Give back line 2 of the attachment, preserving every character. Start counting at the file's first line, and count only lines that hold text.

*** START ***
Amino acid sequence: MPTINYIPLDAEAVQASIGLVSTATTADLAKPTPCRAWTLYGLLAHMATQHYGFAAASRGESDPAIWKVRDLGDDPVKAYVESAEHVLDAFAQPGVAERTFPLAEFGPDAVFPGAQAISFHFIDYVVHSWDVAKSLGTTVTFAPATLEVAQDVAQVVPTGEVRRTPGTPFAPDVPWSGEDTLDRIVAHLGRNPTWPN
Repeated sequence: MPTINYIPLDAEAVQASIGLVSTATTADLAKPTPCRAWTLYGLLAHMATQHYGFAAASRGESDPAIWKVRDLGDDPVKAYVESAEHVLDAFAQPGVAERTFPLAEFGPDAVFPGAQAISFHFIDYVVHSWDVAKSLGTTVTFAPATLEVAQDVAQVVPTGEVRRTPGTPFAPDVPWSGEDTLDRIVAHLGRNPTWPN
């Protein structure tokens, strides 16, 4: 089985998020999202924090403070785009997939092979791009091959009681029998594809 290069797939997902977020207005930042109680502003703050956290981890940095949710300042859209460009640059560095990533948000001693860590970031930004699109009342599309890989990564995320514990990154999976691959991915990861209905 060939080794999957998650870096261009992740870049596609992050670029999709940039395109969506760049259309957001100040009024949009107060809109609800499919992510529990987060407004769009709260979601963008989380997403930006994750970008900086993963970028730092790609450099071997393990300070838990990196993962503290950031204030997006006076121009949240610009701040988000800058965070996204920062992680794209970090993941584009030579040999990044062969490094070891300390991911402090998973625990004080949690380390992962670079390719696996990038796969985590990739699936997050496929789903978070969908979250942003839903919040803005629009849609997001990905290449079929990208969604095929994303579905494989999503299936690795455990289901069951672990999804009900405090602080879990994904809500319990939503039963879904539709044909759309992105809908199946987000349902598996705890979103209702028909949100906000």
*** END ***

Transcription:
Repeated sequence: MPTINYIPLDAEAVQASIGLVSTATTADLAKPTPCRAWTLYGLLAHMATQHYGFAAASRGESDPAIWKVRDLGDDPVKAYVESAEHVLDAFAQPGVAERTFPLAEFGPDAVFPGAQAISFHFIDYVVHSWDVAKSLGTTVTFAPATLEVAQDVAQVVPTGEVRRTPGTPFAPDVPWSGEDTLDRIVAHLGRNPTWPN